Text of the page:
There are numerous challenges facing this country’s primary emergency responders: the volunteer fire system. Money is tight, and donations are down. Glenn Gaines, deputy U.S. fire administrator at the Federal Emergency Management Agency (FEMA) pointed out that approximately 70 to 75 percent of fire services in the United States are volunteer, and about 60 percent of those are in small communities of less than 2,500 residents. Standards are being increased, and there is constant pressure to bring medical care to the scene faster and more efficiently. At the same time, Gaines said, fire departments are losing members, in part because of the economy. Volunteers are now working part-time jobs or seeking overtime and are no longer available.
MCIs in rural areas are high-risk, low-frequency events. Gaines listed several challenges to operations preparedness, including the absence of skill sets in MCI management, sophisticated equipment, training and skills in triage, advanced trauma care skills and training, and certification and skill sets to implement standing orders when communications channel are poor or lacking. In addition there is a need for improved liaison with local trauma centers or hospital ERs, as there is a lack of routine MCI exercises involving all stakeholders.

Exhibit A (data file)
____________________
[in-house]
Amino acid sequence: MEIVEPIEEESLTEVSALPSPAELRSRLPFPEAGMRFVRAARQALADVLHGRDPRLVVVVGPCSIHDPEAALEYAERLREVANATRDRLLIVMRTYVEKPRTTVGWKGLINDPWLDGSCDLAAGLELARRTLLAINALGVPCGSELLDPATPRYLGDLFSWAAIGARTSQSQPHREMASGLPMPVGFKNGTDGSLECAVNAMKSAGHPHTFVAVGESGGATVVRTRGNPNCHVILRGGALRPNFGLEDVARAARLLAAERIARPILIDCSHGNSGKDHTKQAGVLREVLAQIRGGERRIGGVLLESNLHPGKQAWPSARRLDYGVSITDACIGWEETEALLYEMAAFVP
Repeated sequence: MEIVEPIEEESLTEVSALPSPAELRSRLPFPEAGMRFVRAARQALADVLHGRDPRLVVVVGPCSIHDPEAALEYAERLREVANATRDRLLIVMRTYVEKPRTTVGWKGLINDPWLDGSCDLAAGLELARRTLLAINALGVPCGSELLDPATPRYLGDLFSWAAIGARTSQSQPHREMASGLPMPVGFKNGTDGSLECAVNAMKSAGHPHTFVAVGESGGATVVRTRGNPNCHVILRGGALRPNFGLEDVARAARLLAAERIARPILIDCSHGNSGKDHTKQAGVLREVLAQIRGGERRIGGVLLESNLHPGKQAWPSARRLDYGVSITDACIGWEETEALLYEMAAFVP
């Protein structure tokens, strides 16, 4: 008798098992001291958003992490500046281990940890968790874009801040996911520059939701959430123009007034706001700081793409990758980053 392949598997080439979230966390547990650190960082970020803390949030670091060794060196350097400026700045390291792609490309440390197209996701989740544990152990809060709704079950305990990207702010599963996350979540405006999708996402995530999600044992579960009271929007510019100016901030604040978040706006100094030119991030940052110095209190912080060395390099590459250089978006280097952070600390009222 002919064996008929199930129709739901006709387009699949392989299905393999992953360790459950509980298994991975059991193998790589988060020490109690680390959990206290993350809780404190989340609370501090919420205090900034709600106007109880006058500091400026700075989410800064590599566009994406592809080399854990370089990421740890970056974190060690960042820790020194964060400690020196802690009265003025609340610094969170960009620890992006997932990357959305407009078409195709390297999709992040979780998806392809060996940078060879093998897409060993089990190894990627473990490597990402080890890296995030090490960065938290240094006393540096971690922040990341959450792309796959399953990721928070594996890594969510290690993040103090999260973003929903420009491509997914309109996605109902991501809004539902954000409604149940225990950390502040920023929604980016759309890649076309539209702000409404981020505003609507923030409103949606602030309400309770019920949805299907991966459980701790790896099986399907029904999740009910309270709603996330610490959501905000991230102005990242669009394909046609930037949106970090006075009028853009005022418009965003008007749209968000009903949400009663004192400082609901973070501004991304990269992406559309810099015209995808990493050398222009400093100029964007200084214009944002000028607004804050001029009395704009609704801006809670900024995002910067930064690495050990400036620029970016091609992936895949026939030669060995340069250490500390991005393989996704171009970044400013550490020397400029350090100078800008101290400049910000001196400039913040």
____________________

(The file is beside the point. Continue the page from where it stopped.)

To begin to address these challenges, Gaines encouraged expanding recruitment into demographics that already possess the required skill sets. People who are dedicated to the care of others, such as nurses, physician assistants, and physicians, may be interested in giving back to the community beyond their office hours. The goal of the recruitment effort is to raise prehospital skills, and expand standing orders by incorporating personnel qualified to implement them.
The key is education, and Gaines suggested rural fire services seek grants such as those from the Assistance to Firefighters Grant program, the Rural Fire Assistance Program, the Fireman’s Fund, state and regional EMS or medical councils, and local community and state colleges. For volunteer fire departments especially, Allstate and other insurance companies offer specific grants to assist in obtaining equipment. Another approach is to leverage regional peer skills and equipment, consider joint equipment purchases with other local squads, and conduct regional training and exercises. Local physicians and emergency departments could also serve as training resources. Gaines emphasized that broad and creative thinking, in the context of systems integration, were essential to securing new opportunities at the federal, state, and regional levels, as well as in the public, nonprofit, and private sectors.